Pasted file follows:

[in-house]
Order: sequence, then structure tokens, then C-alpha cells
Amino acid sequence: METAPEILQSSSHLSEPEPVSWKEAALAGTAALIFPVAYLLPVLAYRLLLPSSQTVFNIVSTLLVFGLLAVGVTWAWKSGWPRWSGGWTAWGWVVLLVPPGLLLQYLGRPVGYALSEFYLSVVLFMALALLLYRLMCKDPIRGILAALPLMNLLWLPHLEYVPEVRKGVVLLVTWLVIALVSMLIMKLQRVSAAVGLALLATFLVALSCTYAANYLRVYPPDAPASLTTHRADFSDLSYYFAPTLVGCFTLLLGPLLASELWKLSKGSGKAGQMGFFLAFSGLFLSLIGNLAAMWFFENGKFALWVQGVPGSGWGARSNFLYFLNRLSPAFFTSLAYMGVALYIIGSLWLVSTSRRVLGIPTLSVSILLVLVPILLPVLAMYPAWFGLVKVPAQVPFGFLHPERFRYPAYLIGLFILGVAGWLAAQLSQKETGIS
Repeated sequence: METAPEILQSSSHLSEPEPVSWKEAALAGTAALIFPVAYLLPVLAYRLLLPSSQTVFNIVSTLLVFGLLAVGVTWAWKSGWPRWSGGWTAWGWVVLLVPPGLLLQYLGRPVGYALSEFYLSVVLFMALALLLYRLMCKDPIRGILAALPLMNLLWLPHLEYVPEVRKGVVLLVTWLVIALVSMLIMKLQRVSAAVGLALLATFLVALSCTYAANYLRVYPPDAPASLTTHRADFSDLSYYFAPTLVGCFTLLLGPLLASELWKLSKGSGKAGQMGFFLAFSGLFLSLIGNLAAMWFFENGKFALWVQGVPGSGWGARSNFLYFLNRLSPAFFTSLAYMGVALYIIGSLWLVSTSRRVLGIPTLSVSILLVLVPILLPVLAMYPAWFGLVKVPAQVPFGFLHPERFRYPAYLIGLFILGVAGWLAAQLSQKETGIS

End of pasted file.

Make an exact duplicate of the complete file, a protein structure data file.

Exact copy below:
[in-house]
Order: sequence, then structure tokens, then C-alpha cells
Amino acid sequence: METAPEILQSSSHLSEPEPVSWKEAALAGTAALIFPVAYLLPVLAYRLLLPSSQTVFNIVSTLLVFGLLAVGVTWAWKSGWPRWSGGWTAWGWVVLLVPPGLLLQYLGRPVGYALSEFYLSVVLFMALALLLYRLMCKDPIRGILAALPLMNLLWLPHLEYVPEVRKGVVLLVTWLVIALVSMLIMKLQRVSAAVGLALLATFLVALSCTYAANYLRVYPPDAPASLTTHRADFSDLSYYFAPTLVGCFTLLLGPLLASELWKLSKGSGKAGQMGFFLAFSGLFLSLIGNLAAMWFFENGKFALWVQGVPGSGWGARSNFLYFLNRLSPAFFTSLAYMGVALYIIGSLWLVSTSRRVLGIPTLSVSILLVLVPILLPVLAMYPAWFGLVKVPAQVPFGFLHPERFRYPAYLIGLFILGVAGWLAAQLSQKETGIS
Repeated sequence: METAPEILQSSSHLSEPEPVSWKEAALAGTAALIFPVAYLLPVLAYRLLLPSSQTVFNIVSTLLVFGLLAVGVTWAWKSGWPRWSGGWTAWGWVVLLVPPGLLLQYLGRPVGYALSEFYLSVVLFMALALLLYRLMCKDPIRGILAALPLMNLLWLPHLEYVPEVRKGVVLLVTWLVIALVSMLIMKLQRVSAAVGLALLATFLVALSCTYAANYLRVYPPDAPASLTTHRADFSDLSYYFAPTLVGCFTLLLGPLLASELWKLSKGSGKAGQMGFFLAFSGLFLSLIGNLAAMWFFENGKFALWVQGVPGSGWGARSNFLYFLNRLSPAFFTSLAYMGVALYIIGSLWLVSTSRRVLGIPTLSVSILLVLVPILLPVLAMYPAWFGLVKVPAQVPFGFLHPERFRYPAYLIGLFILGVAGWLAAQLSQKETGIS